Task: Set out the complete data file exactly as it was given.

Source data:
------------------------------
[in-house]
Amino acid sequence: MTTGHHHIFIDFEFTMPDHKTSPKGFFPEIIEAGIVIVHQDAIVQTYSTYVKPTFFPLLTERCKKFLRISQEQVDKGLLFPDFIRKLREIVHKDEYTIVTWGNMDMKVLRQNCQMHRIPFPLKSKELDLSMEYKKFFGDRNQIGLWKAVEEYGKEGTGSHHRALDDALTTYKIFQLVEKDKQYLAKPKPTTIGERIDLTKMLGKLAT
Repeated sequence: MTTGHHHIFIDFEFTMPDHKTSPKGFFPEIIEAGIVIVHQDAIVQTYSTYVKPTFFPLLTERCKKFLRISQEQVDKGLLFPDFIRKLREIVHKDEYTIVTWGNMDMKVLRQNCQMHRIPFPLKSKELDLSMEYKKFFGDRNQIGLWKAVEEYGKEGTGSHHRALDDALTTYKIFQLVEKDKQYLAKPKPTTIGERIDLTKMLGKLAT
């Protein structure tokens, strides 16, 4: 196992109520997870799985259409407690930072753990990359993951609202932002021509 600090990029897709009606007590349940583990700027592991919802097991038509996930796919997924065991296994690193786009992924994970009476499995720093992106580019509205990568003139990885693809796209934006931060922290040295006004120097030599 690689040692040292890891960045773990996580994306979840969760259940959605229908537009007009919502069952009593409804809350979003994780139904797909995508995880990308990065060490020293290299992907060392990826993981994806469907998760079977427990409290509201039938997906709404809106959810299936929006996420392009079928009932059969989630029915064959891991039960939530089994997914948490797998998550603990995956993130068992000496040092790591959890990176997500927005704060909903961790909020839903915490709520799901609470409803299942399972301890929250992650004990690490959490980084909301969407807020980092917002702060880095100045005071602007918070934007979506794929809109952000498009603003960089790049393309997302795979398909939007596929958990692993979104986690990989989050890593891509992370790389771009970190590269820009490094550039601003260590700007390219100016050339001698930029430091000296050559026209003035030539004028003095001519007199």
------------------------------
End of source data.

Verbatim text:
[in-house]
Amino acid sequence: MTTGHHHIFIDFEFTMPDHKTSPKGFFPEIIEAGIVIVHQDAIVQTYSTYVKPTFFPLLTERCKKFLRISQEQVDKGLLFPDFIRKLREIVHKDEYTIVTWGNMDMKVLRQNCQMHRIPFPLKSKELDLSMEYKKFFGDRNQIGLWKAVEEYGKEGTGSHHRALDDALTTYKIFQLVEKDKQYLAKPKPTTIGERIDLTKMLGKLAT
Repeated sequence: MTTGHHHIFIDFEFTMPDHKTSPKGFFPEIIEAGIVIVHQDAIVQTYSTYVKPTFFPLLTERCKKFLRISQEQVDKGLLFPDFIRKLREIVHKDEYTIVTWGNMDMKVLRQNCQMHRIPFPLKSKELDLSMEYKKFFGDRNQIGLWKAVEEYGKEGTGSHHRALDDALTTYKIFQLVEKDKQYLAKPKPTTIGERIDLTKMLGKLAT
């Protein structure tokens, strides 16, 4: 196992109520997870799985259409407690930072753990990359993951609202932002021509 600090990029897709009606007590349940583990700027592991919802097991038509996930796919997924065991296994690193786009992924994970009476499995720093992106580019509205990568003139990885693809796209934006931060922290040295006004120097030599 690689040692040292890891960045773990996580994306979840969760259940959605229908537009007009919502069952009593409804809350979003994780139904797909995508995880990308990065060490020293290299992907060392990826993981994806469907998760079977427990409290509201039938997906709404809106959810299936929006996420392009079928009932059969989630029915064959891991039960939530089994997914948490797998998550603990995956993130068992000496040092790591959890990176997500927005704060909903961790909020839903915490709520799901609470409803299942399972301890929250992650004990690490959490980084909301969407807020980092917002702060880095100045005071602007918070934007979506794929809109952000498009603003960089790049393309997302795979398909939007596929958990692993979104986690990989989050890593891509992370790389771009970190590269820009490094550039601003260590700007390219100016050339001698930029430091000296050559026209003035030539004028003095001519007199």